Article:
Date of Award


Level of Access Assigned by Author

Campus-Only Thesis

Degree Name

Master of Science (MS)


Electrical and Computer Engineering


John Vetelino

Second Committee Member

Rosemary Smith

Third Committee Member

Nuri Emanetoglu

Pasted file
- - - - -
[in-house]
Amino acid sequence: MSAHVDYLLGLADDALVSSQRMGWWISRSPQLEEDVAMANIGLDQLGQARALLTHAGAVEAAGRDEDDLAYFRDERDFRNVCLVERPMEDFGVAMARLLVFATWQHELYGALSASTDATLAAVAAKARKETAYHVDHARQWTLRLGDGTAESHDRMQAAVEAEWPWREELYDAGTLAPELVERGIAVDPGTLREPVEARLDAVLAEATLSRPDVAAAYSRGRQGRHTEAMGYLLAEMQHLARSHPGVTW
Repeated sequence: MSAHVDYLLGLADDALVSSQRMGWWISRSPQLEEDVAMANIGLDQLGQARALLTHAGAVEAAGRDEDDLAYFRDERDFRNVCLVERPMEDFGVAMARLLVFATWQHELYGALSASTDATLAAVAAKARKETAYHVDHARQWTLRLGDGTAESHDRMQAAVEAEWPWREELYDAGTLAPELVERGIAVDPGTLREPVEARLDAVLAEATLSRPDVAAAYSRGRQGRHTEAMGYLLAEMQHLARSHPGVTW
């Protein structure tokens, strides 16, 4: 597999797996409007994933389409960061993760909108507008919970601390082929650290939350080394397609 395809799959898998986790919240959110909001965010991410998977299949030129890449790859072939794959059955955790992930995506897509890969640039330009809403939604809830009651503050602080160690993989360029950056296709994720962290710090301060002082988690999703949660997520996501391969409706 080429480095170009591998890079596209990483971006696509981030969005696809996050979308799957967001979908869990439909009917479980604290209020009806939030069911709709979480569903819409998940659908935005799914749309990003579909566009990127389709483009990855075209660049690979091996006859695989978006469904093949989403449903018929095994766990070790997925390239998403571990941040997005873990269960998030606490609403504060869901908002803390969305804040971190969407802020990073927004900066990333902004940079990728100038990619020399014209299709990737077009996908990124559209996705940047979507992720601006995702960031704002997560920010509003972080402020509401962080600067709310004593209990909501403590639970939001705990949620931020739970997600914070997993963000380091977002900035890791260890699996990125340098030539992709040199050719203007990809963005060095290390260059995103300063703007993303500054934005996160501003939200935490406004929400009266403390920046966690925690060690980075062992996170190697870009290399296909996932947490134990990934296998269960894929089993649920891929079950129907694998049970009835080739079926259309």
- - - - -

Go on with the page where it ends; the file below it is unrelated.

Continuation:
The vitality of the American Lobster (Homarus americanus) is held to be correlated to the total hemolymph protein (THP) in lobster hemolymph (blood). The standard technique for determining lobster vitality is to draw blood from a lobster and measure THP with a refractometer. This technique is invasive and endangers the lobster's health since blood must be drawn from the lobster. In the present work an optical sensor is investigated to measure a lobster's vitality in vivo. It is comprised of a broadband light source, a monochromator, a fiber optic reflection probe, a spectrometer and a computer. This sensor measures THP concentrations by illuminating a lobster with 280nm and 334nm wavelength light sources and measuring the corresponding absorbance peaks for THP and the fluorescence peak for hemocyanin (Hc), the majority protein in hemolymph. In this work several lobsters are tested. For each lobster, absorbance and fluorescence peaks are measured using the sensor and protein concentrations are measured using a refractometer. The absorbance and fluorescence peaks are compared to the protein concentration for each lobster. It is found that the shell thickness and muscle density, which correspond directly to protein concentration and the molting stage of the lobster have a significant effect on the absorbance and fluorescence measurements. It is also found that within specific molting stages, such as pre-molt and post-molt, protein concentration measured with a refractometer correlates linearly to absorbance and fluorescence measurements with the optical sensor.

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